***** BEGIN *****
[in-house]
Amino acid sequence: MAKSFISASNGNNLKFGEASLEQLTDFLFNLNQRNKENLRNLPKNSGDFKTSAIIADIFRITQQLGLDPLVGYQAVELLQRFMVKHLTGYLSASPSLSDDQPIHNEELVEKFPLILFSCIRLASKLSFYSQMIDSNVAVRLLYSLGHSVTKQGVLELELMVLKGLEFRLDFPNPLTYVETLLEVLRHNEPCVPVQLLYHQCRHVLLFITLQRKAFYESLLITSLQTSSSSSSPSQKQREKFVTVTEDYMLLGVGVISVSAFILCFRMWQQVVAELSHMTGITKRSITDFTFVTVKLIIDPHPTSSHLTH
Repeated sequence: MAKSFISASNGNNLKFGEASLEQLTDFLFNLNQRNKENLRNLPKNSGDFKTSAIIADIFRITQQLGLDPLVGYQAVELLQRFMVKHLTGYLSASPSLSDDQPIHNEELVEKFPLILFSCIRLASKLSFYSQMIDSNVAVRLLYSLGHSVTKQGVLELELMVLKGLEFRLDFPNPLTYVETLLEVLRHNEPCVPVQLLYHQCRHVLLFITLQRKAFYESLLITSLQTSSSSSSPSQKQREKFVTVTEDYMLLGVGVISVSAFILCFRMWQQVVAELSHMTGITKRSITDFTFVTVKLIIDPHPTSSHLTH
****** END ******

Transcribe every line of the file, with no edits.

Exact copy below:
[in-house]
Amino acid sequence: MAKSFISASNGNNLKFGEASLEQLTDFLFNLNQRNKENLRNLPKNSGDFKTSAIIADIFRITQQLGLDPLVGYQAVELLQRFMVKHLTGYLSASPSLSDDQPIHNEELVEKFPLILFSCIRLASKLSFYSQMIDSNVAVRLLYSLGHSVTKQGVLELELMVLKGLEFRLDFPNPLTYVETLLEVLRHNEPCVPVQLLYHQCRHVLLFITLQRKAFYESLLITSLQTSSSSSSPSQKQREKFVTVTEDYMLLGVGVISVSAFILCFRMWQQVVAELSHMTGITKRSITDFTFVTVKLIIDPHPTSSHLTH
Repeated sequence: MAKSFISASNGNNLKFGEASLEQLTDFLFNLNQRNKENLRNLPKNSGDFKTSAIIADIFRITQQLGLDPLVGYQAVELLQRFMVKHLTGYLSASPSLSDDQPIHNEELVEKFPLILFSCIRLASKLSFYSQMIDSNVAVRLLYSLGHSVTKQGVLELELMVLKGLEFRLDFPNPLTYVETLLEVLRHNEPCVPVQLLYHQCRHVLLFITLQRKAFYESLLITSLQTSSSSSSPSQKQREKFVTVTEDYMLLGVGVISVSAFILCFRMWQQVVAELSHMTGITKRSITDFTFVTVKLIIDPHPTSSHLTH